She always wondered why her elderly parents went to bed as early as they rose the following mornings until she had to stop there, due to work being done on her house. It was five AM in the morning, and noise downstairs had woken her up. As she wrapped a flannel dressing gown around herself to pad down the staircase, she wondered if her children had woke early.
She paused at the lounge when she saw the light of the television on. If her boys had snuck down to watch cartoons… the look of imminent scolding fell from her face though as she poked her head around the door-frame.
In the middle of the lounge, in front of the bulky CRT television that her parents wouldn’t part with on the fact it ‘still worked just fine’, her mother and father were dancing to the soft, easy-listening music that accompanied Pages from Ceefax, the quaint little information display on BBC2 filling time between programs.
They didn’t pay any heed to the words on the screen, flickering every so often from news story to sports and other topics. There were no lights on other than the early sun slipping parts of itself through the thick curtains and the glow of the screen itself. They were just lost in the music and too busy reading the wrinkles on each other’s faces and the twinkle in their eyes.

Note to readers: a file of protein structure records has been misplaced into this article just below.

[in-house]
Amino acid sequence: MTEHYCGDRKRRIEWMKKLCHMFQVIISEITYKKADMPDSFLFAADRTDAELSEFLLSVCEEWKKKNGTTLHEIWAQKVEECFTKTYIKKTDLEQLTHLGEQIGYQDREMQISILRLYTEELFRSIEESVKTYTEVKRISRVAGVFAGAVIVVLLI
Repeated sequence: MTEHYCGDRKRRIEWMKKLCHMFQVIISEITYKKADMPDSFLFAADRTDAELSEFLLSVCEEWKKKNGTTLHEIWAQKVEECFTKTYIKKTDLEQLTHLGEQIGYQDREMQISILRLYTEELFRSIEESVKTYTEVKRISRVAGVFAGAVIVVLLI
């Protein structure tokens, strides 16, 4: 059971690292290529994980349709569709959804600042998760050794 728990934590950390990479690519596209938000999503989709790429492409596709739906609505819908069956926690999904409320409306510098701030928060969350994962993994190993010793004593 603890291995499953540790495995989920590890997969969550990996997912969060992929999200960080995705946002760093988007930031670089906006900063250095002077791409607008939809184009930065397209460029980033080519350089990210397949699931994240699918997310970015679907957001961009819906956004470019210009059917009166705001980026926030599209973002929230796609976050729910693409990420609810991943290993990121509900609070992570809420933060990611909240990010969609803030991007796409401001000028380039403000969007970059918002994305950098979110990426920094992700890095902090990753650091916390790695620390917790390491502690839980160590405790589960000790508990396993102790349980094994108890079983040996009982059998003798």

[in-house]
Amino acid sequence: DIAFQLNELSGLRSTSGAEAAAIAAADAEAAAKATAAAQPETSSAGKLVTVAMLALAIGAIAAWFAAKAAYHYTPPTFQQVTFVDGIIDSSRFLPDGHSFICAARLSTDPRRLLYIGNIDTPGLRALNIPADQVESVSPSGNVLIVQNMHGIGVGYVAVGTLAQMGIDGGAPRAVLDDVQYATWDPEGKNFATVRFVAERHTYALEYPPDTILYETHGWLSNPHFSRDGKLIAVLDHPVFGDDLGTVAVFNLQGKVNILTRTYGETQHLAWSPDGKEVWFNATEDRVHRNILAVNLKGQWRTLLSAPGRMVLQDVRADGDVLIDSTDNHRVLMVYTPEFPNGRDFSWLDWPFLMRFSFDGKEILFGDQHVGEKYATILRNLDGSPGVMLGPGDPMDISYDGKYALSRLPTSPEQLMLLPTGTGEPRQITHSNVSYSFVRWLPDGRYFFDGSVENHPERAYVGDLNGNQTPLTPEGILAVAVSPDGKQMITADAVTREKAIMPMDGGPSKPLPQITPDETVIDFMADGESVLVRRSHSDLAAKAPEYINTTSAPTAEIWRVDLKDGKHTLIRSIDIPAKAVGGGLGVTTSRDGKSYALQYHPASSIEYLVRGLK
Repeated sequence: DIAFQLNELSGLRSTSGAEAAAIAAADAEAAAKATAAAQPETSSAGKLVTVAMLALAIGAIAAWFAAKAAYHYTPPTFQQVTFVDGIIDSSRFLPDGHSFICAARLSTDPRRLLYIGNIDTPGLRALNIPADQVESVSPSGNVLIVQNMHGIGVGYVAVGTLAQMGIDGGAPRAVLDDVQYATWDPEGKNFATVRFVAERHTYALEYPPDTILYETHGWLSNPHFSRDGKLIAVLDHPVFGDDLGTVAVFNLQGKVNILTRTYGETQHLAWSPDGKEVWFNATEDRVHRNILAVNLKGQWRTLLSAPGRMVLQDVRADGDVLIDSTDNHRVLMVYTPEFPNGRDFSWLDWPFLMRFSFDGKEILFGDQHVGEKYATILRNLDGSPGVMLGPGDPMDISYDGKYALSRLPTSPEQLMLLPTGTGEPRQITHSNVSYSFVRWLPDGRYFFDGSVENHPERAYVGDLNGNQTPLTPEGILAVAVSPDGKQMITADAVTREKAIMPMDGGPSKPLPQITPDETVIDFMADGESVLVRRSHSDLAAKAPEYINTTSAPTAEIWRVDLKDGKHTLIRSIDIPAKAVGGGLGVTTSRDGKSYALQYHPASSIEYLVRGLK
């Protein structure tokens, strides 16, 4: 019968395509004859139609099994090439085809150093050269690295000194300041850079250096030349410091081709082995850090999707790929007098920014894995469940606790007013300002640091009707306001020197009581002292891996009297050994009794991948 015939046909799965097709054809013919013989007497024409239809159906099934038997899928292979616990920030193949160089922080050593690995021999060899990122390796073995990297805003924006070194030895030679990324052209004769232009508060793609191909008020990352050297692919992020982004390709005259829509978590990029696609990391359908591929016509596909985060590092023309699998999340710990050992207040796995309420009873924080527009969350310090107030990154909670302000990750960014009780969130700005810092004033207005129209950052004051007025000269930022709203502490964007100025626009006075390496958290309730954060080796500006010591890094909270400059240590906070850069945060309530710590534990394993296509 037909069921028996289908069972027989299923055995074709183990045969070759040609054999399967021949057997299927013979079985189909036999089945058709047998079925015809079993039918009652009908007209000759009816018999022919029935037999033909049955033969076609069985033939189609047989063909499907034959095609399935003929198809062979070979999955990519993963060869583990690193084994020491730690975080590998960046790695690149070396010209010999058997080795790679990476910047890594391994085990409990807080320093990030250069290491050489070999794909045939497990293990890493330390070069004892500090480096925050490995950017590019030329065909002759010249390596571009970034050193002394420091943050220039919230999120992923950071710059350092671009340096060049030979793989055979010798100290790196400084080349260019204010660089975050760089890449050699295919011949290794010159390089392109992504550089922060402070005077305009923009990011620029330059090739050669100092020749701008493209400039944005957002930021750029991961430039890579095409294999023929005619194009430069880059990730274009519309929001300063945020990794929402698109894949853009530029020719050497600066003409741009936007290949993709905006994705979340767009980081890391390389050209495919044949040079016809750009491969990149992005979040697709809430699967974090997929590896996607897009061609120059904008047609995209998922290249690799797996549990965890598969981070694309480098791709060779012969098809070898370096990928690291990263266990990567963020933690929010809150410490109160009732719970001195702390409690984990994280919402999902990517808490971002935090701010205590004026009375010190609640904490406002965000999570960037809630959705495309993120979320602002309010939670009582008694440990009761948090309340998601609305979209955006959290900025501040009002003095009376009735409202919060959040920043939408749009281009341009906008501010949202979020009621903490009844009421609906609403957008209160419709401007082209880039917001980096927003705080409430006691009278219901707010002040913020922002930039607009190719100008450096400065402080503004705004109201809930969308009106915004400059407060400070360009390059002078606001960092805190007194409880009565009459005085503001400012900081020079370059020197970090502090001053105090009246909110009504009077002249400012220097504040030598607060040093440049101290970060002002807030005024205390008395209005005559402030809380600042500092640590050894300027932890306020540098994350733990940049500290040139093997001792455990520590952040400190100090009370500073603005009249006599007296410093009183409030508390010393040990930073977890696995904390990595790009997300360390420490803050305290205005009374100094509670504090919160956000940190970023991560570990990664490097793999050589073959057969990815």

She stopped herself from calling out to them, unwilling to spoil the moment. Instead, she wandered back up the staircase, the soaring saxophones and the accompanying acoustic guitars lingering in her mind as she began to realise just why they got up so early.
It was much later in the day, while her father was at his allotment, that she asked her mother just what was happening.
“Why, when your father worked, he’d have to get up early.” Her mother said, rolling out some pastry. “So I’d make us our breakfast, pack him his lunch, and we’d have the BBC2 on for news, and something we could dance to without interruptions.”
“That’s… really sweet, and romantic, mum.” She smiled, before looking worried. “But what are you going to do next month, when…” She left it hanging ominously.
“When they stop playing it on the digital?” Her mother filled in, before smiling. “Well, there’s always the iPod.”
Author’s Note: Next month, the Digital Switchover is complete in the UK, and as such, Pages from Ceefax will no longer broadcast on any Digital channel, as the service ends. When I was little and would wake early before primary school, I could always count on it being on, and then the Open University programs about things I would never study at my little school. Like neural regeneration in goldfish.